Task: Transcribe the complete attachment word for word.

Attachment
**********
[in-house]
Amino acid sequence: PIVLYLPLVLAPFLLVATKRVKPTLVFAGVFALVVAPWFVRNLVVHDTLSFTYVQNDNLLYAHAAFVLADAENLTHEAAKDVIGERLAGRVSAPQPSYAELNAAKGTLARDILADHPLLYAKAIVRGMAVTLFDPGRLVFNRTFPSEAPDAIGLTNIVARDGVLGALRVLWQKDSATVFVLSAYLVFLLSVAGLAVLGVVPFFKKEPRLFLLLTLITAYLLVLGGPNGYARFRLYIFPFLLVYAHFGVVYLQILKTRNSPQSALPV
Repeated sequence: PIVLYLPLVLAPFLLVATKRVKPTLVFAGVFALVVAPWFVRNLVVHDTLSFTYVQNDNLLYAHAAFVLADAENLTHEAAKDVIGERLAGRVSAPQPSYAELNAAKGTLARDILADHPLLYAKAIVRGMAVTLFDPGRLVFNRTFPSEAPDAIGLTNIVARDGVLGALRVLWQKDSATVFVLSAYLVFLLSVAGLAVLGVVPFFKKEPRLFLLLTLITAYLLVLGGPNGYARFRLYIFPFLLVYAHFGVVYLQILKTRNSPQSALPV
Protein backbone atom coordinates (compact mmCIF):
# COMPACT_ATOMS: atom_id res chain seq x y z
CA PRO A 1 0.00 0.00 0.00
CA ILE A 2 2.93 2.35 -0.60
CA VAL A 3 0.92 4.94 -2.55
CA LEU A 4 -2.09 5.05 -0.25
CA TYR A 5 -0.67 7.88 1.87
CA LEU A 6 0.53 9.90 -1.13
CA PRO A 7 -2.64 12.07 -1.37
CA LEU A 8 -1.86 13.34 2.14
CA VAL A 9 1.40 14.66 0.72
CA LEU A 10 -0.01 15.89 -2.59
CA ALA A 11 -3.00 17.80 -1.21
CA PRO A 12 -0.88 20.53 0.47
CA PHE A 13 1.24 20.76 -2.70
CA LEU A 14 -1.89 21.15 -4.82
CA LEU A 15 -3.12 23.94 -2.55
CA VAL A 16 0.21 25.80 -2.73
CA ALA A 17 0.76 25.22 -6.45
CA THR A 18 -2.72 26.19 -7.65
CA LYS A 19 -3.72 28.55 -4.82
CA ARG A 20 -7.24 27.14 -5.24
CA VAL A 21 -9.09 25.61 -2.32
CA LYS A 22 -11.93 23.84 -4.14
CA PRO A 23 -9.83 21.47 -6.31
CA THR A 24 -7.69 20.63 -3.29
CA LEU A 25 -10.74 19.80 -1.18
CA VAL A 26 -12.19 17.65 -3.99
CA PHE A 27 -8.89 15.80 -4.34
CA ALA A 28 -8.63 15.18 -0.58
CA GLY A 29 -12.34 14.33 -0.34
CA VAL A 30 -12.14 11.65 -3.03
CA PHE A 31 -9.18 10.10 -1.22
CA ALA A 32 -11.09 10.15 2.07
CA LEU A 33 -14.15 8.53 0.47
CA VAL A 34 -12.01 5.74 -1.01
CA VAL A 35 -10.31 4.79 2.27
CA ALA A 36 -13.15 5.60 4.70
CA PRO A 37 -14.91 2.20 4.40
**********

[in-house]
Amino acid sequence: PIVLYLPLVLAPFLLVATKRVKPTLVFAGVFALVVAPWFVRNLVVHDTLSFTYVQNDNLLYAHAAFVLADAENLTHEAAKDVIGERLAGRVSAPQPSYAELNAAKGTLARDILADHPLLYAKAIVRGMAVTLFDPGRLVFNRTFPSEAPDAIGLTNIVARDGVLGALRVLWQKDSATVFVLSAYLVFLLSVAGLAVLGVVPFFKKEPRLFLLLTLITAYLLVLGGPNGYARFRLYIFPFLLVYAHFGVVYLQILKTRNSPQSALPV
Repeated sequence: PIVLYLPLVLAPFLLVATKRVKPTLVFAGVFALVVAPWFVRNLVVHDTLSFTYVQNDNLLYAHAAFVLADAENLTHEAAKDVIGERLAGRVSAPQPSYAELNAAKGTLARDILADHPLLYAKAIVRGMAVTLFDPGRLVFNRTFPSEAPDAIGLTNIVARDGVLGALRVLWQKDSATVFVLSAYLVFLLSVAGLAVLGVVPFFKKEPRLFLLLTLITAYLLVLGGPNGYARFRLYIFPFLLVYAHFGVVYLQILKTRNSPQSALPV
Protein backbone atom coordinates (compact mmCIF):
# COMPACT_ATOMS: atom_id res chain seq x y z
CA PRO A 1 0.00 0.00 0.00
CA ILE A 2 2.93 2.35 -0.60
CA VAL A 3 0.92 4.94 -2.55
CA LEU A 4 -2.09 5.05 -0.25
CA TYR A 5 -0.67 7.88 1.87
CA LEU A 6 0.53 9.90 -1.13
CA PRO A 7 -2.64 12.07 -1.37
CA LEU A 8 -1.86 13.34 2.14
CA VAL A 9 1.40 14.66 0.72
CA LEU A 10 -0.01 15.89 -2.59
CA ALA A 11 -3.00 17.80 -1.21
CA PRO A 12 -0.88 20.53 0.47
CA PHE A 13 1.24 20.76 -2.70
CA LEU A 14 -1.89 21.15 -4.82
CA LEU A 15 -3.12 23.94 -2.55
CA VAL A 16 0.21 25.80 -2.73
CA ALA A 17 0.76 25.22 -6.45
CA THR A 18 -2.72 26.19 -7.65
CA LYS A 19 -3.72 28.55 -4.82
CA ARG A 20 -7.24 27.14 -5.24
CA VAL A 21 -9.09 25.61 -2.32
CA LYS A 22 -11.93 23.84 -4.14
CA PRO A 23 -9.83 21.47 -6.31
CA THR A 24 -7.69 20.63 -3.29
CA LEU A 25 -10.74 19.80 -1.18
CA VAL A 26 -12.19 17.65 -3.99
CA PHE A 27 -8.89 15.80 -4.34
CA ALA A 28 -8.63 15.18 -0.58
CA GLY A 29 -12.34 14.33 -0.34
CA VAL A 30 -12.14 11.65 -3.03
CA PHE A 31 -9.18 10.10 -1.22
CA ALA A 32 -11.09 10.15 2.07
CA LEU A 33 -14.15 8.53 0.47
CA VAL A 34 -12.01 5.74 -1.01
CA VAL A 35 -10.31 4.79 2.27
CA ALA A 36 -13.15 5.60 4.70
CA PRO A 37 -14.91 2.20 4.40